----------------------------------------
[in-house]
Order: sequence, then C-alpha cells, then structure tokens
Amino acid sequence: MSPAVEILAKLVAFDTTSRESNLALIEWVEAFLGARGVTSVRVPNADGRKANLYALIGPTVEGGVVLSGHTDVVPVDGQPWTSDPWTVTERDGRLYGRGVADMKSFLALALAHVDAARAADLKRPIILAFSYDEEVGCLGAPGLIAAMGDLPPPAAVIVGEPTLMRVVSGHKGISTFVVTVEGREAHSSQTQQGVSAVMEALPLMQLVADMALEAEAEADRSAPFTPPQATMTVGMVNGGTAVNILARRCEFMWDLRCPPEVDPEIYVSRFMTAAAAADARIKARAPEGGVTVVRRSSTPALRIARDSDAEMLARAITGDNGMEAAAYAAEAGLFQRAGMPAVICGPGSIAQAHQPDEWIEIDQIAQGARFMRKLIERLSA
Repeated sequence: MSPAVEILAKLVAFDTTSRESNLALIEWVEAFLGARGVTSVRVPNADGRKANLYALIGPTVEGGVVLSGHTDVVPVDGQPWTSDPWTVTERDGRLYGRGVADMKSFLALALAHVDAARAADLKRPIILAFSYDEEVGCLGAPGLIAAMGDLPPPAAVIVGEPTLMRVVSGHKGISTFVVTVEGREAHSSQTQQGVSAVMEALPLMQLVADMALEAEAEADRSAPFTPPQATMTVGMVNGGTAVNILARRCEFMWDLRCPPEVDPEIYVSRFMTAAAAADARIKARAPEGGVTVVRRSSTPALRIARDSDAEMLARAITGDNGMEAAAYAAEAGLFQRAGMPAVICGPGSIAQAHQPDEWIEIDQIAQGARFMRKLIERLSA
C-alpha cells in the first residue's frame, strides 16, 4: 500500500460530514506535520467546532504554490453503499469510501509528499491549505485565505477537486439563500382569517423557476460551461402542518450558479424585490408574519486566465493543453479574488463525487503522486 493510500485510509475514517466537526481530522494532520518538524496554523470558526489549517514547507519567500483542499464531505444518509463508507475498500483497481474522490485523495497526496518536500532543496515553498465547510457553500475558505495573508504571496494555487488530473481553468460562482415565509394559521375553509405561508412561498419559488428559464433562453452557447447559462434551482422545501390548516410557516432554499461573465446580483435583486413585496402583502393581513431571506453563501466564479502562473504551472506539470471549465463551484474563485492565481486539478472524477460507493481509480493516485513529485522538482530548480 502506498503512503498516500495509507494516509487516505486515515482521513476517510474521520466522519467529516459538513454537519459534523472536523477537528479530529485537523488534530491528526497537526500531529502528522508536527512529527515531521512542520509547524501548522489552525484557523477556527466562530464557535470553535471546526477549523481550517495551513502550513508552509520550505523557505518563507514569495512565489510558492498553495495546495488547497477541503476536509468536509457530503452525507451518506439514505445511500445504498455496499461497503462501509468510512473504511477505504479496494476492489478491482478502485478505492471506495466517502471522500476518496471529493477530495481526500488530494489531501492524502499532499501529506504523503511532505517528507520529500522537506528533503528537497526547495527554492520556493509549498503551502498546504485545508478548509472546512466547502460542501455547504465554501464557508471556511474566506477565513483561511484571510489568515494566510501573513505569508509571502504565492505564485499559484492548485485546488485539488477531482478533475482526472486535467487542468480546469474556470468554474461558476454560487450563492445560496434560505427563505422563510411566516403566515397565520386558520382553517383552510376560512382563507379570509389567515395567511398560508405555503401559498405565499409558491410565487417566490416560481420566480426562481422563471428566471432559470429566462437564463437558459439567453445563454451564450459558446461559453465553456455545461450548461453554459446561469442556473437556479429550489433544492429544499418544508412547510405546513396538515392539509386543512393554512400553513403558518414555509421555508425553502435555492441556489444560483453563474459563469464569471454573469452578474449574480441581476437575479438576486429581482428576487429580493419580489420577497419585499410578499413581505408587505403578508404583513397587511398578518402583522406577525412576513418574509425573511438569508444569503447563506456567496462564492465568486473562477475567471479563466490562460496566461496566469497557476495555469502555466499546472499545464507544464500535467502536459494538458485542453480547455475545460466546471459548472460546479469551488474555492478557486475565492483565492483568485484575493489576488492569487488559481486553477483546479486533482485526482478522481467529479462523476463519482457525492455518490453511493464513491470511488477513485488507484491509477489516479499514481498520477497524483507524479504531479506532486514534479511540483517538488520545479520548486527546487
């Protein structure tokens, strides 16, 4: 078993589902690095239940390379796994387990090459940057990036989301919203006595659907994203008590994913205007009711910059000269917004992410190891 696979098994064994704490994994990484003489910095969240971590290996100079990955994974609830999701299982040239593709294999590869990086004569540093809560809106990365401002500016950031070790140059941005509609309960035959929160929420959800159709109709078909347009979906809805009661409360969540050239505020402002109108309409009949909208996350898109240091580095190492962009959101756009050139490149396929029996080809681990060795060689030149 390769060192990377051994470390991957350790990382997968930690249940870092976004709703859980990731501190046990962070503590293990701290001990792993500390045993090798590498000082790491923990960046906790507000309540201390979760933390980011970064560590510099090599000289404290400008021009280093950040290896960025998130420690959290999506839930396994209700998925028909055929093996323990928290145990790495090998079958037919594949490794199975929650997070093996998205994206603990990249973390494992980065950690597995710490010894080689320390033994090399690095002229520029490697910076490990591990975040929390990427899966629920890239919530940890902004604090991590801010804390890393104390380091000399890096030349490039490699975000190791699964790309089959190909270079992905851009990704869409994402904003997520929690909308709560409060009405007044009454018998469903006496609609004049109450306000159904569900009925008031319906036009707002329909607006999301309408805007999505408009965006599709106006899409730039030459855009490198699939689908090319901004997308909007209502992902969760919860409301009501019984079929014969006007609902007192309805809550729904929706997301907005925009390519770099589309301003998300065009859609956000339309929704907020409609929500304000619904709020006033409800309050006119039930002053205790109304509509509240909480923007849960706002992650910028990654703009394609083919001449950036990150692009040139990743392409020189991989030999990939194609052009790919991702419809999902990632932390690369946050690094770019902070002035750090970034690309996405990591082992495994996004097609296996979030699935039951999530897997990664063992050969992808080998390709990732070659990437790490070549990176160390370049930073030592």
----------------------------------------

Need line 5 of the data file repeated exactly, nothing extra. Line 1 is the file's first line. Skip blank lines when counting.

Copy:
C-alpha cells in the first residue's frame, strides 16, 4: 500500500460530514506535520467546532504554490453503499469510501509528499491549505485565505477537486439563500382569517423557476460551461402542518450558479424585490408574519486566465493543453479574488463525487503522486 493510500485510509475514517466537526481530522494532520518538524496554523470558526489549517514547507519567500483542499464531505444518509463508507475498500483497481474522490485523495497526496518536500532543496515553498465547510457553500475558505495573508504571496494555487488530473481553468460562482415565509394559521375553509405561508412561498419559488428559464433562453452557447447559462434551482422545501390548516410557516432554499461573465446580483435583486413585496402583502393581513431571506453563501466564479502562473504551472506539470471549465463551484474563485492565481486539478472524477460507493481509480493516485513529485522538482530548480 502506498503512503498516500495509507494516509487516505486515515482521513476517510474521520466522519467529516459538513454537519459534523472536523477537528479530529485537523488534530491528526497537526500531529502528522508536527512529527515531521512542520509547524501548522489552525484557523477556527466562530464557535470553535471546526477549523481550517495551513502550513508552509520550505523557505518563507514569495512565489510558492498553495495546495488547497477541503476536509468536509457530503452525507451518506439514505445511500445504498455496499461497503462501509468510512473504511477505504479496494476492489478491482478502485478505492471506495466517502471522500476518496471529493477530495481526500488530494489531501492524502499532499501529506504523503511532505517528507520529500522537506528533503528537497526547495527554492520556493509549498503551502498546504485545508478548509472546512466547502460542501455547504465554501464557508471556511474566506477565513483561511484571510489568515494566510501573513505569508509571502504565492505564485499559484492548485485546488485539488477531482478533475482526472486535467487542468480546469474556470468554474461558476454560487450563492445560496434560505427563505422563510411566516403566515397565520386558520382553517383552510376560512382563507379570509389567515395567511398560508405555503401559498405565499409558491410565487417566490416560481420566480426562481422563471428566471432559470429566462437564463437558459439567453445563454451564450459558446461559453465553456455545461450548461453554459446561469442556473437556479429550489433544492429544499418544508412547510405546513396538515392539509386543512393554512400553513403558518414555509421555508425553502435555492441556489444560483453563474459563469464569471454573469452578474449574480441581476437575479438576486429581482428576487429580493419580489420577497419585499410578499413581505408587505403578508404583513397587511398578518402583522406577525412576513418574509425573511438569508444569503447563506456567496462564492465568486473562477475567471479563466490562460496566461496566469497557476495555469502555466499546472499545464507544464500535467502536459494538458485542453480547455475545460466546471459548472460546479469551488474555492478557486475565492483565492483568485484575493489576488492569487488559481486553477483546479486533482485526482478522481467529479462523476463519482457525492455518490453511493464513491470511488477513485488507484491509477489516479499514481498520477497524483507524479504531479506532486514534479511540483517538488520545479520548486527546487